The rains have come in large amounts here in Northern California. The rivers are swollen, high and off color, battered by the recent snow and rainfall, blown out by most accounts. A steelhead fisherman, an optimist by origin, holds a different outlook. Where one warms by the fire with frozen toes and fingers deflated, cold, and cracked, waders frozen or even worse off, hanging in the corner, a new air of life is breathed into ones soul in stormy times. They are coming, an army of silver apparitions riding waves of muddy, leaf and debris speckled water in search of their natal birthplace.
El Niño is here and the “little boy” has brought friends. Storms have been a frequent occurrence on the west coast and there are more currently on the way, but the question is, will they be enough to get us out of the drought? The truth of the matter is that we stand at just over half of our normal precipitation for the wet season. According to the National Oceanic and Atmospheric Administration (NOAA) in their California Climate Station Precipitation Summary for Redding, there has been a total of 4.75 inches of precipitation since September 1st, unfortunately a mere 56.4% of the 8.42 inch norm. Mount Shasta City sits in a similar situation where 6 inches of rain and snow in the same time period represents 61.9% of the 9.69 inch average. We are behind the curve, but experts still think that the bulk of our water will fall come January. The exception, Crescent City, near the Oregon border where the Smith River enters the Pacific Ocean, shows a total of 17.01 inches which is 100.65% of average, and the volume of water in the river reflects such truth.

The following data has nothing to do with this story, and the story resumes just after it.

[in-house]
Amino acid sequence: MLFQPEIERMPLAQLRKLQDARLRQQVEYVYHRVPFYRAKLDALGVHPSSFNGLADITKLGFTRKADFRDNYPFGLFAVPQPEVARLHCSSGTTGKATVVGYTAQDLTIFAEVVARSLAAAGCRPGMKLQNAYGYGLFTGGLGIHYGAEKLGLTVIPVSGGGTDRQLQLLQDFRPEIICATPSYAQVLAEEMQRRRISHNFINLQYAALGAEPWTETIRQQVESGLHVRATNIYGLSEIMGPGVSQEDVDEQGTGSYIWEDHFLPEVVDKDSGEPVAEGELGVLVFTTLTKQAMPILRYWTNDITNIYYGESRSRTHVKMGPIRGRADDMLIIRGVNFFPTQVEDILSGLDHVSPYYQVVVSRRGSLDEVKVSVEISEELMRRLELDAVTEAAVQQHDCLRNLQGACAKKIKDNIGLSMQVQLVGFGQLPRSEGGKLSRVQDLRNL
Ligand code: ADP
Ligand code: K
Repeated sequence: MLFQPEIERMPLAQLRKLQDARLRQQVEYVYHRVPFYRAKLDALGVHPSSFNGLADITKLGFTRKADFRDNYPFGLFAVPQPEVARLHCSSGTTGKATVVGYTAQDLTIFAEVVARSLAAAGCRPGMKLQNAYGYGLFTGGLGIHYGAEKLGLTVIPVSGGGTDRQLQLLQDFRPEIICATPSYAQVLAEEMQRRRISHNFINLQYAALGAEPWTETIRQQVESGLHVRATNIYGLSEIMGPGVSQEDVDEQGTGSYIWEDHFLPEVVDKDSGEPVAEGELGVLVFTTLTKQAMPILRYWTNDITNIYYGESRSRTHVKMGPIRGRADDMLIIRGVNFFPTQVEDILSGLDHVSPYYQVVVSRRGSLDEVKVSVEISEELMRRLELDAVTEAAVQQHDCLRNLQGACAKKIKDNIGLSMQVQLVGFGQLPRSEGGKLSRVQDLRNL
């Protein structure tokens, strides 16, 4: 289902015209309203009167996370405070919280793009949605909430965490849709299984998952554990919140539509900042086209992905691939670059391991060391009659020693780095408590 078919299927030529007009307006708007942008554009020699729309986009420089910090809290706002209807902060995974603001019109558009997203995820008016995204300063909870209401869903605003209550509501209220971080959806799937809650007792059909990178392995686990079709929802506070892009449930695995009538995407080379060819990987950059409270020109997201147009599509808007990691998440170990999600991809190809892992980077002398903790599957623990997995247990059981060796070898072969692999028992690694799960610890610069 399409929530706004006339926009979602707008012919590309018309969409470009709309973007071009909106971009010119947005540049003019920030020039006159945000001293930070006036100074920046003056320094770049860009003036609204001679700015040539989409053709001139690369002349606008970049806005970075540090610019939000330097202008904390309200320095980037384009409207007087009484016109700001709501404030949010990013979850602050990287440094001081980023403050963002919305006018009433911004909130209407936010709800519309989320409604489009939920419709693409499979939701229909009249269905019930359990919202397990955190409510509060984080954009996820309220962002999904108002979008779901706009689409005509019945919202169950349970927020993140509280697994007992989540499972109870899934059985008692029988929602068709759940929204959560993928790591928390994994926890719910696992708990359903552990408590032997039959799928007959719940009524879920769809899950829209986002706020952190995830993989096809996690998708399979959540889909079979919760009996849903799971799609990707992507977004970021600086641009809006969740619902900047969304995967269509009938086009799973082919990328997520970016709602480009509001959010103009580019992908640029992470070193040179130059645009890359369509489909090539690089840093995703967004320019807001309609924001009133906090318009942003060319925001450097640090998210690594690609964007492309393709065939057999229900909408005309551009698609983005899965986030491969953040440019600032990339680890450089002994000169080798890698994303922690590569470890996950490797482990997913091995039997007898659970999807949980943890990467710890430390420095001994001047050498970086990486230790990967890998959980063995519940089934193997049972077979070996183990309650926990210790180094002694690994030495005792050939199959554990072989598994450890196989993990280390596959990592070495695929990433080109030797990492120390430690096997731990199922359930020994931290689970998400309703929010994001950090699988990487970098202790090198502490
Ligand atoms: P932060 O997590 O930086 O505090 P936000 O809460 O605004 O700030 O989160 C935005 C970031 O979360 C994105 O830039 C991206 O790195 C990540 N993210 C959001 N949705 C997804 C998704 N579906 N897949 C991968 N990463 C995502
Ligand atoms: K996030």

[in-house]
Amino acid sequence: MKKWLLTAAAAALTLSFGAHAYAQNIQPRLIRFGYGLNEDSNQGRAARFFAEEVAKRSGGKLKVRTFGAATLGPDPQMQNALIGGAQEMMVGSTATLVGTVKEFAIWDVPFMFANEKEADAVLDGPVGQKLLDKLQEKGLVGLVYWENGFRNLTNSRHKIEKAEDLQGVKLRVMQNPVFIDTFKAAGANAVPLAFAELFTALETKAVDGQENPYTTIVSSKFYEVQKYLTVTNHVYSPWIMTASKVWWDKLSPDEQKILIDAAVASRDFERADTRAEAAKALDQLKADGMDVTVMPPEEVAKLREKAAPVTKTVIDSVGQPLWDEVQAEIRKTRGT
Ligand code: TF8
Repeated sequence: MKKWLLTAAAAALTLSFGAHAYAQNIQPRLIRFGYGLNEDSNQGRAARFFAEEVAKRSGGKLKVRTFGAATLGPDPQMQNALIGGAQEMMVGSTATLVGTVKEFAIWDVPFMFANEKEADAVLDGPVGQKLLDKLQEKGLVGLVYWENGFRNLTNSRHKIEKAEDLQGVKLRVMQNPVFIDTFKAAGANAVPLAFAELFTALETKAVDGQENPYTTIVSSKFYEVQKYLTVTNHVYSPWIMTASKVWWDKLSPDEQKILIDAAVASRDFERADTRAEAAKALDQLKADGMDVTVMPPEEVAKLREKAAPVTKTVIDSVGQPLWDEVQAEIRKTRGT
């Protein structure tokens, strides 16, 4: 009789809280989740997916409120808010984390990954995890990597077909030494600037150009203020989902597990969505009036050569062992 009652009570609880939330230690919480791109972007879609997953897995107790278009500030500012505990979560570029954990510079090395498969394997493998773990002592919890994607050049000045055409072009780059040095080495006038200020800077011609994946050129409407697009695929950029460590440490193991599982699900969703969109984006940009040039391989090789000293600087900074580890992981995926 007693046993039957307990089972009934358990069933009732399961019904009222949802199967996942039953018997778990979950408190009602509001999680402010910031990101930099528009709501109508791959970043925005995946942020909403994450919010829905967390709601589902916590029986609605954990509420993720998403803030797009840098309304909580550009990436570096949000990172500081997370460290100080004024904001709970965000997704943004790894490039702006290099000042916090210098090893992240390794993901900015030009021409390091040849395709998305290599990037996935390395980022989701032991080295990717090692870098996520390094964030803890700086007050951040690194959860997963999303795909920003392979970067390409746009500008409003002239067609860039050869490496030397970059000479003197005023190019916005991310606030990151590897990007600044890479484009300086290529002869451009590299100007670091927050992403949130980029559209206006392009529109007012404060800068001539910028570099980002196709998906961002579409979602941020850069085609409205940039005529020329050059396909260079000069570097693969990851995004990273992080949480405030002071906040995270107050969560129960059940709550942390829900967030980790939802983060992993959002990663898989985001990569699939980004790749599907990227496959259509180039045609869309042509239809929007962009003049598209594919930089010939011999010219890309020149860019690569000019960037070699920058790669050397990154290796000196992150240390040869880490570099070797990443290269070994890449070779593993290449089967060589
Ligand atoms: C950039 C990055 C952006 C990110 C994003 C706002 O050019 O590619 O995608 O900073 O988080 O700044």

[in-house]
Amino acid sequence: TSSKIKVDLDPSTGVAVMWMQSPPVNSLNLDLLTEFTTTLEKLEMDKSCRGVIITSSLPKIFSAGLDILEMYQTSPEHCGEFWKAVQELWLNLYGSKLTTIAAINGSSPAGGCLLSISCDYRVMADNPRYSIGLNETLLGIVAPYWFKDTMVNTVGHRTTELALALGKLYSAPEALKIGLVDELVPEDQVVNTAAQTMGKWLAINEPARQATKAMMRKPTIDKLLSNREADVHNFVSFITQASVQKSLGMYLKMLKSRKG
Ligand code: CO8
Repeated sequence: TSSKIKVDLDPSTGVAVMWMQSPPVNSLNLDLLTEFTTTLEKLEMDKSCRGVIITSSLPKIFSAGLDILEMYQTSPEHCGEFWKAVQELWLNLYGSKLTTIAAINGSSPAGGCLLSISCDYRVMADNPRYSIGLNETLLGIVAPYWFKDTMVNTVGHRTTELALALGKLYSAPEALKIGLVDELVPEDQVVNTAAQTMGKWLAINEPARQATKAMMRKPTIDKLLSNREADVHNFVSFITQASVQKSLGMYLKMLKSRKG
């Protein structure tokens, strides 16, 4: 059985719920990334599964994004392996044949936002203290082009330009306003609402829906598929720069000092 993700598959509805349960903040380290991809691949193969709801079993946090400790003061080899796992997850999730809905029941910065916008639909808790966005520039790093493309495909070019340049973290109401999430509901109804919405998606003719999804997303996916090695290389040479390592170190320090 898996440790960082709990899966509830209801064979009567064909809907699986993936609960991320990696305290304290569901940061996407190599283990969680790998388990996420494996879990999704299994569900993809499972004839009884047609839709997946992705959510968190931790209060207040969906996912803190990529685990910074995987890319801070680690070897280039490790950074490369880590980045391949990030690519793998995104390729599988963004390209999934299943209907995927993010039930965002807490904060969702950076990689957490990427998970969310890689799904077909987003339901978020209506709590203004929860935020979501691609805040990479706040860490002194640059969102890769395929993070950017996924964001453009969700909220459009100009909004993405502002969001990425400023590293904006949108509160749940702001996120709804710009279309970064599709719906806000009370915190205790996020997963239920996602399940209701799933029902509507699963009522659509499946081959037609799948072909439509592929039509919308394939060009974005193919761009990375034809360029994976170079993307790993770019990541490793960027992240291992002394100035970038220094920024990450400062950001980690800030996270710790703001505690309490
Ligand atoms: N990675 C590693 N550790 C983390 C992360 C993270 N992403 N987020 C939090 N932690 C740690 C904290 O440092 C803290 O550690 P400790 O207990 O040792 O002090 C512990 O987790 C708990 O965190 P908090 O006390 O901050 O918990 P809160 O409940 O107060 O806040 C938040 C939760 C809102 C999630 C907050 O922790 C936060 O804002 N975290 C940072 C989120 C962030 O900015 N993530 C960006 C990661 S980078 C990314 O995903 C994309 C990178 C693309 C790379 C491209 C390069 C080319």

The waterways of the region and mostly blown out marked by high, off-color water, but that’s not all that is angry. The biggest pond of all, the Pacific Ocean, has been expressing it own drought frustrations and has been making it’s own attempt to douse the coast of California with another form a water. Surf to 30 feet has been predicted to hit the North Coast of California on December 10th and 11th. The surfing community must be rejoicing. Stay on the look out if your beach bound.
The rivers are out, but when the water drops in our rivers, upstream progress will slow or halt. The steelhead will be angry about it. Will you be ready? We have a couple days open in that time frame over the next couple weeks that we would love to fill and spend on the water, so if you have the time, do yourself a favor and get in on the action before it’s too late. Drop us a line and let’s get after it.
One more thing that you might enjoy…”I am El Niño”
Fish Kennedy Brothers
Professional Fly Fishing Guides
Northern California- Trout and Steelhead
Trinity River – Klamath River – Redwood Coast – Lower Sacramento River